• rice and eggs with fresh cucumber and tasty sauce
  • rice and barbeque pork
  • rice and barbeque chicken

It really kick-started my day — what I would normally consider a full-course meal in the morning, for less than a dollar, was a delicious, filling, not-unhealthy breakfast. Amazing!

Rice is more of a South Vietnamese breakfast. In the North, people prefer noodles to rice, especially for breakfast. There is a slight elitist air to the North’s disdain for rice in the morning (“perhaps a hungry farmer would eat rice for breakfast, but not normal people!”). Personally, I love rice in the morning, afternoon, or the evening.

Look for signs “cơm tấm” to tried delicious South Vietnamese rice.

9) Big Glass of Milk for Breakfast — Soya Milk

Soy milk for Vietnamese breakfast
Soya milk in Vietnam. Source: @tuyettrinh305

Called “sữa đậu nành” in Vietnamese. Soya milk has a bad reputation in the West: it is rediculed by manly Chads on the Right and distrusted by almond-milk-drinking snobs on the Left.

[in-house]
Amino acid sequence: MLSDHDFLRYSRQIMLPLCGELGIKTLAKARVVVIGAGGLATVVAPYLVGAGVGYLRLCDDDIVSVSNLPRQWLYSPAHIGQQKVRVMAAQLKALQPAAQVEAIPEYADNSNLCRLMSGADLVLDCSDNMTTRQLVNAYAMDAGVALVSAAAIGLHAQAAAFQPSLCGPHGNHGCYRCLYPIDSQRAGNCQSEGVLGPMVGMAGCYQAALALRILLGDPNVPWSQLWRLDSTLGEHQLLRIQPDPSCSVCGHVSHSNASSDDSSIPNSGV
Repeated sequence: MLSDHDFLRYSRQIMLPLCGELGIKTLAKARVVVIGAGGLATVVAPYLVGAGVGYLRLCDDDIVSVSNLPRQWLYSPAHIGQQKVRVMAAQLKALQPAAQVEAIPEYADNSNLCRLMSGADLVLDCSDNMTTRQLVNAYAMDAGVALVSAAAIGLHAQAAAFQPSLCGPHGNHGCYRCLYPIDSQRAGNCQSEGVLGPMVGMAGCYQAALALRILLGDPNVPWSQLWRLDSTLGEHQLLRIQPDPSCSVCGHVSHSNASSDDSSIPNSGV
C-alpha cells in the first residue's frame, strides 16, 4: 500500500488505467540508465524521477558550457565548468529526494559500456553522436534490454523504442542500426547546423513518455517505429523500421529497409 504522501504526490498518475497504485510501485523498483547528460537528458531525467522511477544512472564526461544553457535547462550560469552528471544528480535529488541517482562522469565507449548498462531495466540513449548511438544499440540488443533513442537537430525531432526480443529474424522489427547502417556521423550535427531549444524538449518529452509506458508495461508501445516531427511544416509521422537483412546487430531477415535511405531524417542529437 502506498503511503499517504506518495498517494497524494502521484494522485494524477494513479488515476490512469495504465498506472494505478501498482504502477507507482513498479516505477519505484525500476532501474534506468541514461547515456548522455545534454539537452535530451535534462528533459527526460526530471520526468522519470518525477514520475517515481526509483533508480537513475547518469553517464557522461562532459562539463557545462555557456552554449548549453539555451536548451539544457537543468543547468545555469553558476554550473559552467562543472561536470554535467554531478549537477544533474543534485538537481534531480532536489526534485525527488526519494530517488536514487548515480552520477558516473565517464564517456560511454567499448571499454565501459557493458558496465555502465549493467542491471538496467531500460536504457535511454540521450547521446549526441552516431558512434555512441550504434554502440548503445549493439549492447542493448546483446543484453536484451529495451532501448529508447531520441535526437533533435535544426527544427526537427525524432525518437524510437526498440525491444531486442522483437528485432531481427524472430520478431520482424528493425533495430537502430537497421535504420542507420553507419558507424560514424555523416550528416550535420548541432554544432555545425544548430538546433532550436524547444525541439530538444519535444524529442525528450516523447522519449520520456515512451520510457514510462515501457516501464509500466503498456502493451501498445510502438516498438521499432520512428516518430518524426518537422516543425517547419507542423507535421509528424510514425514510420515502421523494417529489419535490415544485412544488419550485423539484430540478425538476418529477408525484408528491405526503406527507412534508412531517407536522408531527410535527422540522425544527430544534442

But, in Vietnam, a warm glass of sweetened soya-milk is a common, traditional breakfast drink. Be sure to give it a try.

10) Bánh Mì – Legendary Vietnamese Breakfast Goes Global

Banh Mi stand in Ho Chi Minh City, breakfast in Vietnam
Banh Mi stand – by Van Thanh on Unsplash

Tourists in Vietnam love bánh mì and can be seen eating it all the time: for breakfast, lunch, and dinner. However, among Vietnamese, it is considered more of a breakfast or lunch meal, rather than a main meal.

The spicy Vietnamese sandwich needs little introduction: a French baguette, fresh herbs, secret sauces (sweet-n-sour mixed with mayonnaise perhaps?), and an endless variety of toppings, from North to South and everywhere in between — and increasingly taking over the cosmopolitan cities of the West. However, the Western banh mi’s pale in comparison to the real thing.

Read more about what bánh mì means and how own personal recipe here.